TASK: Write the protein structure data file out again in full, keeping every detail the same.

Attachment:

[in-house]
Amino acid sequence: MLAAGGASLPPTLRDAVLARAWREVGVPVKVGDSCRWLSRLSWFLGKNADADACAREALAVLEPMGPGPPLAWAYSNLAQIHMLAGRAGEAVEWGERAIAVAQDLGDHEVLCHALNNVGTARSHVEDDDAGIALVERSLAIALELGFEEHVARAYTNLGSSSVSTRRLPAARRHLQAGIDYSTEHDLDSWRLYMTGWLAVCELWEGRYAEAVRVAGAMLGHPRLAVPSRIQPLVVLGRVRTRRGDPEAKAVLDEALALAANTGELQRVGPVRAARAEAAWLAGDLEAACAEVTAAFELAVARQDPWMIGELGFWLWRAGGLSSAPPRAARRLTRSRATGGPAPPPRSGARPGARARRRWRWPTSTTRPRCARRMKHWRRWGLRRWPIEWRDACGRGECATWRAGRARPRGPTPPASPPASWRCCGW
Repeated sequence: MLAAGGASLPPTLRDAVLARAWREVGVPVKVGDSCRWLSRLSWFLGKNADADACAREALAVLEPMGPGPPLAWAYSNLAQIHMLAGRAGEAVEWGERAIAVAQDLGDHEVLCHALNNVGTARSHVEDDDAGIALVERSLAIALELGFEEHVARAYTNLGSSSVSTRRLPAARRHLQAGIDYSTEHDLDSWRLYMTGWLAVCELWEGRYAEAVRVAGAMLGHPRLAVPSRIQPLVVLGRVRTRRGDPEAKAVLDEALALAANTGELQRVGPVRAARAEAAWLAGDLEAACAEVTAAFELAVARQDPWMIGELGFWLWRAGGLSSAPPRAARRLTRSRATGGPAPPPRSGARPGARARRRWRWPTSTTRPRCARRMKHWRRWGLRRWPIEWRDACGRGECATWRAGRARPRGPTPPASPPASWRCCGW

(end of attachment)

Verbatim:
[in-house]
Amino acid sequence: MLAAGGASLPPTLRDAVLARAWREVGVPVKVGDSCRWLSRLSWFLGKNADADACAREALAVLEPMGPGPPLAWAYSNLAQIHMLAGRAGEAVEWGERAIAVAQDLGDHEVLCHALNNVGTARSHVEDDDAGIALVERSLAIALELGFEEHVARAYTNLGSSSVSTRRLPAARRHLQAGIDYSTEHDLDSWRLYMTGWLAVCELWEGRYAEAVRVAGAMLGHPRLAVPSRIQPLVVLGRVRTRRGDPEAKAVLDEALALAANTGELQRVGPVRAARAEAAWLAGDLEAACAEVTAAFELAVARQDPWMIGELGFWLWRAGGLSSAPPRAARRLTRSRATGGPAPPPRSGARPGARARRRWRWPTSTTRPRCARRMKHWRRWGLRRWPIEWRDACGRGECATWRAGRARPRGPTPPASPPASWRCCGW
Repeated sequence: MLAAGGASLPPTLRDAVLARAWREVGVPVKVGDSCRWLSRLSWFLGKNADADACAREALAVLEPMGPGPPLAWAYSNLAQIHMLAGRAGEAVEWGERAIAVAQDLGDHEVLCHALNNVGTARSHVEDDDAGIALVERSLAIALELGFEEHVARAYTNLGSSSVSTRRLPAARRHLQAGIDYSTEHDLDSWRLYMTGWLAVCELWEGRYAEAVRVAGAMLGHPRLAVPSRIQPLVVLGRVRTRRGDPEAKAVLDEALALAANTGELQRVGPVRAARAEAAWLAGDLEAACAEVTAAFELAVARQDPWMIGELGFWLWRAGGLSSAPPRAARRLTRSRATGGPAPPPRSGARPGARARRRWRWPTSTTRPRCARRMKHWRRWGLRRWPIEWRDACGRGECATWRAGRARPRGPTPPASPPASWRCCGW